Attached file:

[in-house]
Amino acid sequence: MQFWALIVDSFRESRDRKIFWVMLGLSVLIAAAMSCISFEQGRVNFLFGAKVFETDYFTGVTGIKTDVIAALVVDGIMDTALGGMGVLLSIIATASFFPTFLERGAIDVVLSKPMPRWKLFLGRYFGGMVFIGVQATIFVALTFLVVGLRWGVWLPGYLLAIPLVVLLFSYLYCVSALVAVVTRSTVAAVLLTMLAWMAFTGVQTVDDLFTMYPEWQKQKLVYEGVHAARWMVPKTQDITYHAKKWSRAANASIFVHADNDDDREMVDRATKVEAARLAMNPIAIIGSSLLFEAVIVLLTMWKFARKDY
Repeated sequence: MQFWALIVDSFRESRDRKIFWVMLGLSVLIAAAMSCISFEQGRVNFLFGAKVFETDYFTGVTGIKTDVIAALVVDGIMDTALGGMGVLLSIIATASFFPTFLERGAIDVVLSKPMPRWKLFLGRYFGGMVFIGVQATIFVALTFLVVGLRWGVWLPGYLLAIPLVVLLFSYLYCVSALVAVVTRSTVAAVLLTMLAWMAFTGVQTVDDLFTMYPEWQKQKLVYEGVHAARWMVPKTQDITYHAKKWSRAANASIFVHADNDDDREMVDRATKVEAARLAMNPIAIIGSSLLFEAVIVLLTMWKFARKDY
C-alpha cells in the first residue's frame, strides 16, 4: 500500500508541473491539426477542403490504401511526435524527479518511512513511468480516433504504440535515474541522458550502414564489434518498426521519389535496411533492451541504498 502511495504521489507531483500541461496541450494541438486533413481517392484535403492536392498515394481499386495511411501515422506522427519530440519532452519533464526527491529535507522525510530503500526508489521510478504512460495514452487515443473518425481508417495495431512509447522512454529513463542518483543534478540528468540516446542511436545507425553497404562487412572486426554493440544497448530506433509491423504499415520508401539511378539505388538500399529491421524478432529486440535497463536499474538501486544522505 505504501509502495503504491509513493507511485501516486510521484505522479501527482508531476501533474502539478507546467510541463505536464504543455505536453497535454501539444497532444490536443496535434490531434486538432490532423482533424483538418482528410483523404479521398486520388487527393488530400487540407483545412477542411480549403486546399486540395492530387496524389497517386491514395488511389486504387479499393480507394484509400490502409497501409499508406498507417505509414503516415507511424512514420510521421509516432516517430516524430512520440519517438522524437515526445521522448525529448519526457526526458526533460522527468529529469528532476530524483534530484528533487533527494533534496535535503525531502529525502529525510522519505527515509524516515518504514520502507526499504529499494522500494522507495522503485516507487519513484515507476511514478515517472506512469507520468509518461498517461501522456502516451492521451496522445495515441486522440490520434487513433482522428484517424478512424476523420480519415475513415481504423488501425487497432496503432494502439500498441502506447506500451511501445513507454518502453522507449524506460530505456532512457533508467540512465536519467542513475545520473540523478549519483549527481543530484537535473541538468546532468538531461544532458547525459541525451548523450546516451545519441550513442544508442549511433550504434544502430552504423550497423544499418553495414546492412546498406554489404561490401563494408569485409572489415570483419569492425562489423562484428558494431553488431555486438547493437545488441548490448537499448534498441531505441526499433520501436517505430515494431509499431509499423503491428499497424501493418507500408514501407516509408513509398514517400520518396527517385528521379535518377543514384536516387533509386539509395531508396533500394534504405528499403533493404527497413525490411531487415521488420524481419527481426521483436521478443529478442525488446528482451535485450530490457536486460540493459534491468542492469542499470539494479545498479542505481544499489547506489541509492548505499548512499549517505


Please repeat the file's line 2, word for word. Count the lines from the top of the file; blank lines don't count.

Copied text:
Amino acid sequence: MQFWALIVDSFRESRDRKIFWVMLGLSVLIAAAMSCISFEQGRVNFLFGAKVFETDYFTGVTGIKTDVIAALVVDGIMDTALGGMGVLLSIIATASFFPTFLERGAIDVVLSKPMPRWKLFLGRYFGGMVFIGVQATIFVALTFLVVGLRWGVWLPGYLLAIPLVVLLFSYLYCVSALVAVVTRSTVAAVLLTMLAWMAFTGVQTVDDLFTMYPEWQKQKLVYEGVHAARWMVPKTQDITYHAKKWSRAANASIFVHADNDDDREMVDRATKVEAARLAMNPIAIIGSSLLFEAVIVLLTMWKFARKDY